Location of the two stiles on the footpath. Alternative sections of route are shown as dash line.


One of the two stiles en route to Cranfield village.

Tree expert wanted

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In July this year we ran a mini series of special natural history walks. This was mainly thanks to Alan Nelson, staff member of School of Applied Sciences, who offered to do a number of early Thursday evening guided walks for us. Additionally, the Community Centre provided financial support in form of transport – individual taxis and a minibus, to be precise!  Three of these special walks took place: to Caldecotte Lake; from Olney to Clifton Reynes; and around Emberton Country Park. The events proved to be extremely popular, with more than 20 students and staff attending the first two events and a smaller number attending the third (influenced by the bad weather on that day).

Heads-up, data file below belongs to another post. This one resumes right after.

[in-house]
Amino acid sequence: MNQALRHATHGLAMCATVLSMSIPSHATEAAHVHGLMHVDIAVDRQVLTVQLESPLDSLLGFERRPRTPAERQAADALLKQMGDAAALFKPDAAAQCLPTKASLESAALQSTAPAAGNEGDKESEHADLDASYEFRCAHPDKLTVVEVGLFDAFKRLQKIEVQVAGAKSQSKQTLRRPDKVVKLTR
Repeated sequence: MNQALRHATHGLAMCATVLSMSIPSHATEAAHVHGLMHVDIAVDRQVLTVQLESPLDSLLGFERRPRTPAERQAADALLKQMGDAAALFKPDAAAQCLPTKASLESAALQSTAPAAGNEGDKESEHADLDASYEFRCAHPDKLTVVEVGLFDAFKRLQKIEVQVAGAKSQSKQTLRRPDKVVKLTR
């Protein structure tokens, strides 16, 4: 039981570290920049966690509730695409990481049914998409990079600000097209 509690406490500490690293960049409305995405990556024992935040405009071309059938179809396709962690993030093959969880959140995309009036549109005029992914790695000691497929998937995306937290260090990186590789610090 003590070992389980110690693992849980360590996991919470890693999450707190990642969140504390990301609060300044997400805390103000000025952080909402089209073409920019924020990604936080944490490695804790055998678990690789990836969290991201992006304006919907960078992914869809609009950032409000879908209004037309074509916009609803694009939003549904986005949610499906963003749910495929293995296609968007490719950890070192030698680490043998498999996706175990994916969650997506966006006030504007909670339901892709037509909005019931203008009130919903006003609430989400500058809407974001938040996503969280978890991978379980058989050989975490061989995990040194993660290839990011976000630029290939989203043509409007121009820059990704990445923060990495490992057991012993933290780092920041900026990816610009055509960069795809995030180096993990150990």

Cranfield University students in discussion with Alan Nelson during a visit to Caldecotte Lake
Alan Nelson, our natural history guide

Alan has in-depth knowledge of fauna and flora; dragonflies in particular. Attending one of his guided walks allowed us to see nature in a very different light.  Our faces lit up and we listened intently; whether Alan was describing a longbow – a medieval historical weapon made from yew wood, discussing diseases troubling horse-chestnut trees, keelhauling, various plants such as teasel or the fact that a cygnet could be eaten by fox.

Teasel - one of many lovely photos taken on one of our guided natural history walks. Photos courtesy of Chanlynn Ho and Sharon Birkholz.